Cardiovascular Exercise

Dan Staton, MS CSCS


How do you fill your off-season downtime? Do you read every outdoor publication and attend outdoor shows, or do you meticulously prepare and plan your trips for the upcoming fall? Gear inventory, reading hunting forums on the Internet, and reliving your hunts from the season prior are all common off-season activities for the serious sportsmen. However, the one piece of gear that seems to see the least attention in the off-season is the one that goes everywhere you go … YOU!  

Wilderness Athlete nutritional products have a tagline that I totally dig. It goes something like, “Because the most important piece of equipment is you.” Say no more. In addition to the previously mentioned off-season activities, one now takes a little more precedence. Physical conditioning and proper nutrition actually should protest the backseat and become more in focus if extending your outdoor longevity is a priority.  

Here’s the lowdown on taking care of that most important piece of equipment … YOU!

In previous columns, we've addressed three compound movements that will have you strengthening your total body (squat, deadlift, and press), and they were considered functional because the movements can be found in nature. In this particular section we must address the best way to start your cardiovascular conditioning - regardless if you live out West at elevation or are a lowlander like myself. When it comes to strengthening your cardiovascular system, less is sometimes more. Allow me to explain.

Cutting your workouts down a bit in volume and increasing your intensity has been a proven way to burst through plateau and enhance your off-season fitness pursuits. Often we think the only way to shed those unwanted pounds after the winter hibernation is the dreadful, monotonous, and tedious cardio sessions on the treadmill. Think again! A paradigm shift is ready for you that will reshape how you approach your cardiovascular training. So first, let’s define what happens when you crank up the intensity on your cardio bout.

Anaerobic conditioning means simply, “without oxygen”, whereas aerobic conditioning means “with oxygen”.  Typical “cardio” training benefits cardiovascular function and decreases body fat – sounds good, right? Aerobic conditioning allows us to engage in low power extended efforts efficiently (i.e., endurance and stamina). This is critical to hunting and fishing in the backcountry, and it’s important for those of us who just want to stay fit and healthy enough to be in the outdoors the rest of our lives.  

However, don’t get sucked into constant low-medium intensity cardio where a majority of the training load is spent in aerobic efforts. If you get stuck in this low intensity mode, you'll witness decreases in muscle mass, strength, speed and power! Case in point, it’s common to find most marathoners with a vertical jump of only several inches or a handful of “Ironman” tri-athletes that couldn’t bench press their own bodyweight once. This is what I call one-dimensional fitness and I’d rather see sportsmen place more stock in a well-balanced fitness portfolio.

With that being said, let me briefly give you the rundown on anaerobic (medium-high intensity) exercise and why it’s our “Ace in the Hole” when it comes to efficient conditioning.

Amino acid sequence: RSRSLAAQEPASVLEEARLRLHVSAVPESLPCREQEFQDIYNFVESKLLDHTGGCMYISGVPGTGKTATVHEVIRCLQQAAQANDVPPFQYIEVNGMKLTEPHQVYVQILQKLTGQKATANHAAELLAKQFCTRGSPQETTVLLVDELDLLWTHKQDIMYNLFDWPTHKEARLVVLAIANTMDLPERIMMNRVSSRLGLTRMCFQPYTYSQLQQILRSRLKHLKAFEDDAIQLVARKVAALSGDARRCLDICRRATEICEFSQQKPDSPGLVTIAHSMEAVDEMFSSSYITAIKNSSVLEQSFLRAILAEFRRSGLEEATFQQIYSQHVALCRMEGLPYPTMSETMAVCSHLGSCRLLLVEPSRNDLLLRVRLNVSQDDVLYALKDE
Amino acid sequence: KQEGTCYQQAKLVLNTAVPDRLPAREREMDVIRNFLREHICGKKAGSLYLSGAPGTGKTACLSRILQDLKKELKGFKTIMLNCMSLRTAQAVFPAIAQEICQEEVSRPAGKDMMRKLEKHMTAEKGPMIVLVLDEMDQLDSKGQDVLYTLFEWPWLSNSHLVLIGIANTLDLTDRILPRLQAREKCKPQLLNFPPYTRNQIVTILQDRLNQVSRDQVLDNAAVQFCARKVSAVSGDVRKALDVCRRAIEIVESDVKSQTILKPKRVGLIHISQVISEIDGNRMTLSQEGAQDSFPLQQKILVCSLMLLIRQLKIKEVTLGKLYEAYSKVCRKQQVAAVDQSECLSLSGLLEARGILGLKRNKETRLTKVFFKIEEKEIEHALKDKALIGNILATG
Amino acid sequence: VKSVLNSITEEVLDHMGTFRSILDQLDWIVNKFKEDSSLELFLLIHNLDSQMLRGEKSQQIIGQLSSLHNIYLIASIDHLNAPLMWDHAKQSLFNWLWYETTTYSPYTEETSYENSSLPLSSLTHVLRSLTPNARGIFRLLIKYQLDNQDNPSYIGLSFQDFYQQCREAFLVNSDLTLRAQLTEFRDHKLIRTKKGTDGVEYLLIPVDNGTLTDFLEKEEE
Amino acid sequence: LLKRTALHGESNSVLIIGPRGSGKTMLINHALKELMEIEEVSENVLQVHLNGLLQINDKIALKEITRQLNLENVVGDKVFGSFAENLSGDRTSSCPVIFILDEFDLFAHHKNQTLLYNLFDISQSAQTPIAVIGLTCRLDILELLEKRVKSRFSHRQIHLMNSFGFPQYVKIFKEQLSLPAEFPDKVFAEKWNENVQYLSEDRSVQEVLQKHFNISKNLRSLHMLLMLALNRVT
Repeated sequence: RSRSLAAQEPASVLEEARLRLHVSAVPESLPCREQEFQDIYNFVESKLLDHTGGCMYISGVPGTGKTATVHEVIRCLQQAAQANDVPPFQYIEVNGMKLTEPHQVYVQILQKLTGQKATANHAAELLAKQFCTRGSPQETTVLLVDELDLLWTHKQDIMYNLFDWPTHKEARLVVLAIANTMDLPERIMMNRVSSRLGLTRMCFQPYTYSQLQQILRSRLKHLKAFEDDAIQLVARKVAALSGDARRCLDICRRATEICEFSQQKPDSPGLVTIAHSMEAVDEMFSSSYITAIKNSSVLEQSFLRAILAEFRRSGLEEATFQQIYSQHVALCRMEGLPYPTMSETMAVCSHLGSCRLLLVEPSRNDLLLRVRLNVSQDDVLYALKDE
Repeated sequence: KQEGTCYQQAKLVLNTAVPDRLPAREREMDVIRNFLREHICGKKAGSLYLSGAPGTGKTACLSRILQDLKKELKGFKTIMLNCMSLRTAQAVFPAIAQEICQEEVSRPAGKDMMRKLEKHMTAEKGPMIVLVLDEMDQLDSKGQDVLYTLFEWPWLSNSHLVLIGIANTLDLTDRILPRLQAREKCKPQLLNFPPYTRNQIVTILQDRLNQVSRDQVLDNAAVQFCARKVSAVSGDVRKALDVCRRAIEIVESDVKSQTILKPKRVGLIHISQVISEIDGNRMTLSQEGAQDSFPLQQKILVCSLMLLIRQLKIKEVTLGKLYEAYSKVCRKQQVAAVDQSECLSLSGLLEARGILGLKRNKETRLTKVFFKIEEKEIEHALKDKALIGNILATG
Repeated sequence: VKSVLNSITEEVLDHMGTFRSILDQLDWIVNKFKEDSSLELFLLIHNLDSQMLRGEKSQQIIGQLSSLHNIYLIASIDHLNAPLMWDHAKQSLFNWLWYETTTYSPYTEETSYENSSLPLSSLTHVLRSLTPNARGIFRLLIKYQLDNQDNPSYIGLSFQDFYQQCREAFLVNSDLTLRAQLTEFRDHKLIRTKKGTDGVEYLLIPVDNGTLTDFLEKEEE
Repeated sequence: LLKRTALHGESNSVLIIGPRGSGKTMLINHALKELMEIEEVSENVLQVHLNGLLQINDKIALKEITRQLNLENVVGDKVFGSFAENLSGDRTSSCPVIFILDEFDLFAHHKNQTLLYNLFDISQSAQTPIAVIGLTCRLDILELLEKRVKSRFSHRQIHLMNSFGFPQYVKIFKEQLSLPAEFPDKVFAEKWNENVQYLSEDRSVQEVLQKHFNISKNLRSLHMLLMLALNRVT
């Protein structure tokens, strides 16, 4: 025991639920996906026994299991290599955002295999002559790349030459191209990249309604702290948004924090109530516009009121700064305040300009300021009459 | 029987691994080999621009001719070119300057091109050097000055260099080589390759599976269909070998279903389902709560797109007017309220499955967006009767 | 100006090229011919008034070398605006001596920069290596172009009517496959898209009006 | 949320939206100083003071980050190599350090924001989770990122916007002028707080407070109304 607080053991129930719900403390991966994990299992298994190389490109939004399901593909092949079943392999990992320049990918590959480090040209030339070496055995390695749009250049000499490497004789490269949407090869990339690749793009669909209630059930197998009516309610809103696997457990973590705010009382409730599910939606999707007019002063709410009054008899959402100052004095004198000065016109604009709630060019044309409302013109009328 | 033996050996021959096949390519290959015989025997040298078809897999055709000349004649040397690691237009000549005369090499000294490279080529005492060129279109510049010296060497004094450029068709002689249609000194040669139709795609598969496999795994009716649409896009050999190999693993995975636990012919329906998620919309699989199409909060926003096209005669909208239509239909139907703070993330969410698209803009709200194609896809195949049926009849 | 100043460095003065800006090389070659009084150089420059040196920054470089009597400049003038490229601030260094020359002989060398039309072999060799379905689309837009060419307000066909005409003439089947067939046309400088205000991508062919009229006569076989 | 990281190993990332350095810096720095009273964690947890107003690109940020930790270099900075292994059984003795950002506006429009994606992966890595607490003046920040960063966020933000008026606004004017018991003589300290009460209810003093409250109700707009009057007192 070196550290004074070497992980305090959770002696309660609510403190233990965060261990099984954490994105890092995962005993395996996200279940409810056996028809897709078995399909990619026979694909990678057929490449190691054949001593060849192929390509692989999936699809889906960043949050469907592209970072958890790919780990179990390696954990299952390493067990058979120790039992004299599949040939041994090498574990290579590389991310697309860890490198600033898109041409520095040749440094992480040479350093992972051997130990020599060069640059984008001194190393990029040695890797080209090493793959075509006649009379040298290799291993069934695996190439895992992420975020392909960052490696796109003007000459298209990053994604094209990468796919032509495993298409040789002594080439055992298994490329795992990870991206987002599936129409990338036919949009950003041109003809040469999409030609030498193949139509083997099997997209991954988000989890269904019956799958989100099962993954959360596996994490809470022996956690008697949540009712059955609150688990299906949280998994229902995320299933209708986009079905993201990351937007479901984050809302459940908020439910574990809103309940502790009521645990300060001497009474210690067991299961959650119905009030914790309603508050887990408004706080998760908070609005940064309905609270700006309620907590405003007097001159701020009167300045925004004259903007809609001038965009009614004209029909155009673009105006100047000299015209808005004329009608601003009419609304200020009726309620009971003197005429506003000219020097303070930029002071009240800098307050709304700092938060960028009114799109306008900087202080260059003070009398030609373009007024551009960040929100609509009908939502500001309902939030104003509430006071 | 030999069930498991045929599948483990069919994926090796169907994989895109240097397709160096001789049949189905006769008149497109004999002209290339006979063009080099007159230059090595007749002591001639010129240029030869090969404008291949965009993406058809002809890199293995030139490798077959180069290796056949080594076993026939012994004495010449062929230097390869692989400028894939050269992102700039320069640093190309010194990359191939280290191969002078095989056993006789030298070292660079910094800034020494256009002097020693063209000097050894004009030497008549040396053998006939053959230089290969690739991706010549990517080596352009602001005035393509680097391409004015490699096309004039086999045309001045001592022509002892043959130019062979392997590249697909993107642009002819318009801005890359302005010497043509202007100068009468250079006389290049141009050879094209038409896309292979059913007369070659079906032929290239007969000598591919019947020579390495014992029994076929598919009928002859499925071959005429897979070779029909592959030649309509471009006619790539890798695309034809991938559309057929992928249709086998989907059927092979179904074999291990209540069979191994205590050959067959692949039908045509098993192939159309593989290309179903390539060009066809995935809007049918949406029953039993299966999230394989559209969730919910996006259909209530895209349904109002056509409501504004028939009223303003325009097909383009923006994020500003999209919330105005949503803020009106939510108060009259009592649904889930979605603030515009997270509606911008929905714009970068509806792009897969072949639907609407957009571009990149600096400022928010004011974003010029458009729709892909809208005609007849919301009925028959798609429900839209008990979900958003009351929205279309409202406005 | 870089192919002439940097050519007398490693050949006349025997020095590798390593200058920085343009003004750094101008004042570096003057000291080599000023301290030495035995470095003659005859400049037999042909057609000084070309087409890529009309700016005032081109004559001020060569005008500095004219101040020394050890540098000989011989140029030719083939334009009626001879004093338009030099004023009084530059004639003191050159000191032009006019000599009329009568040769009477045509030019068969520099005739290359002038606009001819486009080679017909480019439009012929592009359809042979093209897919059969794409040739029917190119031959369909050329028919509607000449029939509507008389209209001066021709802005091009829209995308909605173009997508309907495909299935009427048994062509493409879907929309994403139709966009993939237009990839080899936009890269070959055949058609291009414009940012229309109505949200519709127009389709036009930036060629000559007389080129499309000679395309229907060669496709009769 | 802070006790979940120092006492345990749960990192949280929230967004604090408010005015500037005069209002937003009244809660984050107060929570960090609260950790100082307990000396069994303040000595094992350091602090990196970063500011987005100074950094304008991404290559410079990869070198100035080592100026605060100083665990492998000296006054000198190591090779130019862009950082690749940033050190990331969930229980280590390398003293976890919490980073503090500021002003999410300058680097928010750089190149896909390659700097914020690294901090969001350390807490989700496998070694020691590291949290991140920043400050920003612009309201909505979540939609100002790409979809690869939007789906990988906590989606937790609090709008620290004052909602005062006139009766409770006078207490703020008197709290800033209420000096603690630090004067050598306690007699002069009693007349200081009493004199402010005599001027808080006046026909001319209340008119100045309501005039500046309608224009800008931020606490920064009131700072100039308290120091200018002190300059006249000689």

Anaerobic exercise is superior to aerobic exercise for fat loss, which is a common goal among us outdoor fanatics.  No one wants to pack around an extra 15lbs of unneeded fat. Anaerobic activity is unique in its capacity to dramatically improve power, speed, strength, and muscle mass. Anaerobic conditioning allows us to exert tremendous forces over brief time intervals. One aspect of anaerobic conditioning that bears great consideration is that anaerobic conditioning will not adversely affect aerobic capacity. In fact, properly structured, anaerobic activity can be used to develop a very high level of aerobic fitness without the muscle wasting consistent with high volumes of aerobic exercise!  Meaning, you can work harder, be more fit and keep your hard earned lean muscle!  

I use and recommend incorporating anaerobic efforts to develop aerobic conditioning, which is better known at “Interval Training.” Interval training is high-intensity aerobics which surprisingly burns the same amount of fat as low intensity, but the expenditure of calories is substantially greater; plus, intense aerobics produces a higher level of fitness. Importantly, the more fit you become, the more likely you are to use fat as fuel for any given activity. This is a win-win!

So, if you’re saying to yourself, “Wow, less time, more bang for my buck, and my body will burn unnecessary body fat for energy,” then it’s time for you to turn up the intensity and give intervals a try! Below you’ll find some basic structure on intervals, and it never hurts to consult your physician if you’re unaccustomed to exercise.

You may use this chart to implement different types of intervals. You can practically perform intervals on any type of cardiovascular mode by manipulating the effort, resistance, etc. Intervals basically involve hard work and a short recovery or rest period. Enjoy!


Work Period

Rest Period





20-30 sets




10-20 sets




8 sets



***Example for Sprinting: 10 second sprint on the track, 30 second walk/recovery for 20 sets.

***Example for Rowing: Row at your highest effort (high wattage) for 20 seconds, then recover for 40 seconds with some very light strokes.

***Example for Cycling: Hill climb for a minute straight, then rest one minute.

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